As penetration testers we always aim to obtain unrestricted, fully privileged access to the underlying system and, as such, we need to know how to bypass, or “break out” of, restricted shell environments.

This talk will cover basic methodology and common techniques of breaking out of restricted Unix shells, such as rbash or rksh, which are commonly found in routers, network appliances, IoT devices and other commercial off-the-shelf hardware.

The presentation will briefly discuss what restricted Unix shells are, their different types, how and why they are used. Finally, will uncover and demo some of the presenter’s favourite (and quite often, most reliable) ways of breaking out, discovered through real-world engagements and techniques identified within CTF challenges.

11:25 – 11:55    Coffee & networking

11:55 – 12:25    Adversary simulation in modern environments: Nadeem Salim, Principal Security Consultant, NCC Group

We are seeing a shift in companies moving to a BeyondCorp model with MacOS and Chromebook endpoints using cloud services to run their operations. Adversary simulations have traditionally focused on Windows Active Directory privilege escalation and exploitation to act on objectives. This talk will discuss how attacks to modern environments translate to the older attack paradigm and how attackers are adapting to this shift. The talk will also provide practical guidance on improving detection capabilities and responding to intrusions.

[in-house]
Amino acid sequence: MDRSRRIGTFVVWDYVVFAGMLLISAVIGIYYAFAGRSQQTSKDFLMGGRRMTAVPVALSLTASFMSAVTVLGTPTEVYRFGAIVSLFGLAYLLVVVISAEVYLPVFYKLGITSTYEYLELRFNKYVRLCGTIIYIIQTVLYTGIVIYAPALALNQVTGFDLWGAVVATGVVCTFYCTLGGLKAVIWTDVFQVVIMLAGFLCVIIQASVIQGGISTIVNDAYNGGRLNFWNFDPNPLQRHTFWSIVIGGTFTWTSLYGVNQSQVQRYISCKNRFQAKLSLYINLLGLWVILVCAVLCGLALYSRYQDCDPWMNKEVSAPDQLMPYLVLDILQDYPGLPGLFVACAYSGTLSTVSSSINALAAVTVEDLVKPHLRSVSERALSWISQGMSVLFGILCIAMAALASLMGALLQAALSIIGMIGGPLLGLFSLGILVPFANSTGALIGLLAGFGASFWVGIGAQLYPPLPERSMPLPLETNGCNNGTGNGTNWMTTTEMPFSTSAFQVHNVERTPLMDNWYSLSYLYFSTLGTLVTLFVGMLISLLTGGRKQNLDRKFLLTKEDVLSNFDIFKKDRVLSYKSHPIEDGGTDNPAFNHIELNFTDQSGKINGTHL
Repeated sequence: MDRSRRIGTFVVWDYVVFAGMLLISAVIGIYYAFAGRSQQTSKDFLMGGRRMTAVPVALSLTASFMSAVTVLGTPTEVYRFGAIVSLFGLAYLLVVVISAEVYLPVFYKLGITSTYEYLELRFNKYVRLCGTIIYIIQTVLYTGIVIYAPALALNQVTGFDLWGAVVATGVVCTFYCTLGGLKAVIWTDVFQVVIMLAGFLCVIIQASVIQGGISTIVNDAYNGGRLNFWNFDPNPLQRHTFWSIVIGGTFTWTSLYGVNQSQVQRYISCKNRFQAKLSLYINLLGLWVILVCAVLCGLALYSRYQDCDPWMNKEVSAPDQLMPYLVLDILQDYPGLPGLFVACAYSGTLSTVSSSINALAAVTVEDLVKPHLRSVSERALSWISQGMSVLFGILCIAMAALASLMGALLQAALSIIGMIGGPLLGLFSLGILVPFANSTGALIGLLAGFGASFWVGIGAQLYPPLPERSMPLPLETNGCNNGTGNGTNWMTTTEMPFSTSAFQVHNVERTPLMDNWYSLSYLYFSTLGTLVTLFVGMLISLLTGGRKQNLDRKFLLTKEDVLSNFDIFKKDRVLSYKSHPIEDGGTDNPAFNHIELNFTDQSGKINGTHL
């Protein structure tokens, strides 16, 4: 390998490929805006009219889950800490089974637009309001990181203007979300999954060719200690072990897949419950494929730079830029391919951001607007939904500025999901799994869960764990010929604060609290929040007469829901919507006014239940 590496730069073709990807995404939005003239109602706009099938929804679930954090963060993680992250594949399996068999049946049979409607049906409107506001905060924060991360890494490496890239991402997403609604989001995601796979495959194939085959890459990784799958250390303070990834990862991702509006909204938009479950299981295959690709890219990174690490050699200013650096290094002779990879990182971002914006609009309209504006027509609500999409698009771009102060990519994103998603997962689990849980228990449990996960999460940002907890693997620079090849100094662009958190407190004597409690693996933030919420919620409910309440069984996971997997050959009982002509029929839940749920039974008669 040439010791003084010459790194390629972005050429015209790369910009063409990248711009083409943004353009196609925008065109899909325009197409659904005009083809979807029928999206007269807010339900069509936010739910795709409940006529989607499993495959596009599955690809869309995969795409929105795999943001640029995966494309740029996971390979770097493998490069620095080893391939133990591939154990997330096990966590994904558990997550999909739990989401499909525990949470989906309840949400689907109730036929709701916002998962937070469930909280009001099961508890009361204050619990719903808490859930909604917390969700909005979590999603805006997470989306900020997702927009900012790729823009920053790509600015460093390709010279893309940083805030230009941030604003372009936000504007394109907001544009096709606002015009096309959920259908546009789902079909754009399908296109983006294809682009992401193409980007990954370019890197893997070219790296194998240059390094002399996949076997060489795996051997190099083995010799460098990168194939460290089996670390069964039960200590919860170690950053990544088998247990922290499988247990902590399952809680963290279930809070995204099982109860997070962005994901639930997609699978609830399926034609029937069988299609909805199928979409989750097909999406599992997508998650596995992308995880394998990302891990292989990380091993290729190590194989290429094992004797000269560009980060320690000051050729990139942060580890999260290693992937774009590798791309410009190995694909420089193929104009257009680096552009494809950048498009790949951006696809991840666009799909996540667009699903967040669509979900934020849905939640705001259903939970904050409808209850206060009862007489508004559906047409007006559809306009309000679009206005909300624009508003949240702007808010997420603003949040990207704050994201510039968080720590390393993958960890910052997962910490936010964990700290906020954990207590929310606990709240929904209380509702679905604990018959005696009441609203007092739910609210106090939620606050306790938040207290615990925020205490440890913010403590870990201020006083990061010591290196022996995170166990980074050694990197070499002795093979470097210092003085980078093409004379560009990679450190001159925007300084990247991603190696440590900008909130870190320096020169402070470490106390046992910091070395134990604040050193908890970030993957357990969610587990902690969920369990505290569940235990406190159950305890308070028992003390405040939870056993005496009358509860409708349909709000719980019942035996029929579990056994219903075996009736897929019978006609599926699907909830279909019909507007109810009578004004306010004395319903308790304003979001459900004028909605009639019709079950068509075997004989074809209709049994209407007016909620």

Nadeem Salim is a Principal Security Consultant leading the NCC Group’s technical practice in Melbourne. He has extensive experience in managing and leading complex security assessments. Nadeem specialises in adversary simulations, web and mobile application security, infrastructure, cloud, container and security architecture. He also holds the CREST CCT Inf, OSCE and OSCP certifications.

12:30 – 13:00    The benefits of Infrastructure as Code for adversary simulation: Benjamin McMillan, Senior Consultant, Privasec

APRA has “fast-tracked due to urgency of threat” the CPS 234 standard that requires Australian financial institutions to systematically test their resilience against cyber threats. Red Teaming by way of a “no holds barred” pen test is not going to be an effective way to demonstrate a security capability commensurate with real-world threats.